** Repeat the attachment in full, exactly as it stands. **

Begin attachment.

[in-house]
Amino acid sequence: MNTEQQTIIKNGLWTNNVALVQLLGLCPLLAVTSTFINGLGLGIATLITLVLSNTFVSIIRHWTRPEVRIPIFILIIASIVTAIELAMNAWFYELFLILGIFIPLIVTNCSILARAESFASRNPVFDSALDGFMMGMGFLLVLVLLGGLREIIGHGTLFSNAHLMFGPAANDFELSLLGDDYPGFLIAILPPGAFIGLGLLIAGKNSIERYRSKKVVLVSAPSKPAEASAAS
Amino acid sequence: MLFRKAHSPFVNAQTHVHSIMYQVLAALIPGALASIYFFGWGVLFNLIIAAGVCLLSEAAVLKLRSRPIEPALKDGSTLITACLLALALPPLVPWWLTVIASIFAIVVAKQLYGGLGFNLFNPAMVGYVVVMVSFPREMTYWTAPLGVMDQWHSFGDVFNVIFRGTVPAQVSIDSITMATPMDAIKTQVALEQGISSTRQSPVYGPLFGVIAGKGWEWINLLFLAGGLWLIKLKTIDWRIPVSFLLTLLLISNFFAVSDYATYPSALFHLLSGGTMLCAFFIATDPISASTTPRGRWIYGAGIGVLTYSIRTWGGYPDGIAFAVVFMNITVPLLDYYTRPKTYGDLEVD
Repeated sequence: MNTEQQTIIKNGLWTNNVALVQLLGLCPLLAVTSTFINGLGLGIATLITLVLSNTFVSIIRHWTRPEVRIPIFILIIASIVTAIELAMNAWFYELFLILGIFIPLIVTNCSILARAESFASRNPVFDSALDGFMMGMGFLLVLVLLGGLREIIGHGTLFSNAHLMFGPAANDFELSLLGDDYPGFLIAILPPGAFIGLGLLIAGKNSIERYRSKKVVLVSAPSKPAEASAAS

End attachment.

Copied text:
[in-house]
Amino acid sequence: MNTEQQTIIKNGLWTNNVALVQLLGLCPLLAVTSTFINGLGLGIATLITLVLSNTFVSIIRHWTRPEVRIPIFILIIASIVTAIELAMNAWFYELFLILGIFIPLIVTNCSILARAESFASRNPVFDSALDGFMMGMGFLLVLVLLGGLREIIGHGTLFSNAHLMFGPAANDFELSLLGDDYPGFLIAILPPGAFIGLGLLIAGKNSIERYRSKKVVLVSAPSKPAEASAAS
Amino acid sequence: MLFRKAHSPFVNAQTHVHSIMYQVLAALIPGALASIYFFGWGVLFNLIIAAGVCLLSEAAVLKLRSRPIEPALKDGSTLITACLLALALPPLVPWWLTVIASIFAIVVAKQLYGGLGFNLFNPAMVGYVVVMVSFPREMTYWTAPLGVMDQWHSFGDVFNVIFRGTVPAQVSIDSITMATPMDAIKTQVALEQGISSTRQSPVYGPLFGVIAGKGWEWINLLFLAGGLWLIKLKTIDWRIPVSFLLTLLLISNFFAVSDYATYPSALFHLLSGGTMLCAFFIATDPISASTTPRGRWIYGAGIGVLTYSIRTWGGYPDGIAFAVVFMNITVPLLDYYTRPKTYGDLEVD
Repeated sequence: MNTEQQTIIKNGLWTNNVALVQLLGLCPLLAVTSTFINGLGLGIATLITLVLSNTFVSIIRHWTRPEVRIPIFILIIASIVTAIELAMNAWFYELFLILGIFIPLIVTNCSILARAESFASRNPVFDSALDGFMMGMGFLLVLVLLGGLREIIGHGTLFSNAHLMFGPAANDFELSLLGDDYPGFLIAILPPGAFIGLGLLIAGKNSIERYRSKKVVLVSAPSKPAEASAAS